met Sterling Martin and to have been able to talk with him and tell him
about the Hunley. I think I should have had that opportunity. I did not.
As far as Harry Pecorelli being "the diver, who was the first person to
touch the Hunley," I had published my map showing the Hunley's correct
location prior to Harry's diving on the wreck. And. I think most of the
people on this board are aware of my claim to have first found and touched
the Hunley in 1970.
The boat captain the day I found the Hunley was Joe Porcelli who had just
gotten out of the Green Berets. Jim Batey, who then ran a commercial
diving business, and a couple of other people (I believe it was Ron Reneau
and Mike Douglas) went out the next day and/or the day after and dove on
it. Joe did likewise. In fact, I believe Joe actually dove on it twice.
Jim and Joe gave signed statements to that effect years ago. Troy Clanton,
III, who was aboard boat the day of find also gave a signed statement.
Unfortunately, Mike and Ron are long deceased. The next time I went out it
was buried. Mike Douglas and David McGeehee helped me relocated it with a
magnetometer, but it was still buried. David signed a statement about that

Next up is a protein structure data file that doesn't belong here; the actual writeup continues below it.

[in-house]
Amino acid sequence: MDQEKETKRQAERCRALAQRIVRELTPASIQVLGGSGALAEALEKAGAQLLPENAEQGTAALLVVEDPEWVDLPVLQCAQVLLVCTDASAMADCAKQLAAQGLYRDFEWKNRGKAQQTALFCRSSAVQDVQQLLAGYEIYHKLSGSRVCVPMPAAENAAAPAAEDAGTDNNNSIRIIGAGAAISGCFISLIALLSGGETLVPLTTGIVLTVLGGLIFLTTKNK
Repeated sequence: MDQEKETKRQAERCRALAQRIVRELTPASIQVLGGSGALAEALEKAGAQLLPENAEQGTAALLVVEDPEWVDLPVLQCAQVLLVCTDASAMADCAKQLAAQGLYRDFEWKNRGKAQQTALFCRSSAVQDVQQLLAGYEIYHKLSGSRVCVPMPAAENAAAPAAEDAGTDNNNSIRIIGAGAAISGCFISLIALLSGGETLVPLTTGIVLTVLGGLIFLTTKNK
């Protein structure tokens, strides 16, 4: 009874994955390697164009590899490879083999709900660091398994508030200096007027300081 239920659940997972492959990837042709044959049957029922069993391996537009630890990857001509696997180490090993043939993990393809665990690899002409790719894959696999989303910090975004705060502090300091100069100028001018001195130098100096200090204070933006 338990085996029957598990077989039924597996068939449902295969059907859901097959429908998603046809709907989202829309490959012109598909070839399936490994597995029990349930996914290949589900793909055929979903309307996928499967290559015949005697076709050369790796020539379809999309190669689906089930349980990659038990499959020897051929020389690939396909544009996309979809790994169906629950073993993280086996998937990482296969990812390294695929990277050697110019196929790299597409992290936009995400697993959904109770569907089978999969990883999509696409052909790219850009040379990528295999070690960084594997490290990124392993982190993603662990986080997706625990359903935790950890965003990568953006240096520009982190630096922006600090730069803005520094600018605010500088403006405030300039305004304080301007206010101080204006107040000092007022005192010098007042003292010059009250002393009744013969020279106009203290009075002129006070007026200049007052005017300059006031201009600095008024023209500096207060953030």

years ago also. Captain Jack Parker helped me relocate the Hunley in
preparation for my 1980 lawsuit claiming the Hunley. He signed two
statements relative to that. Dr. Mark Newell, who was the official
director of the Hunley Search Project (even according to NUMA), had
initiated the project and has gone on record that he used my maps, which I
had furnished to the State Archaeologist years earlier, and my other data
to have the expedition locate the target in 1994, and which was dug up and
proved to be the Hunley in 1995. Dr. Newell (email@example.com) has
stated that he believes I found it first and that what the 1994/95 Hunley
Project did was to "verify" that it was indeed the Hunley.
I donated my rights to the submarine to the State in 1995, but for well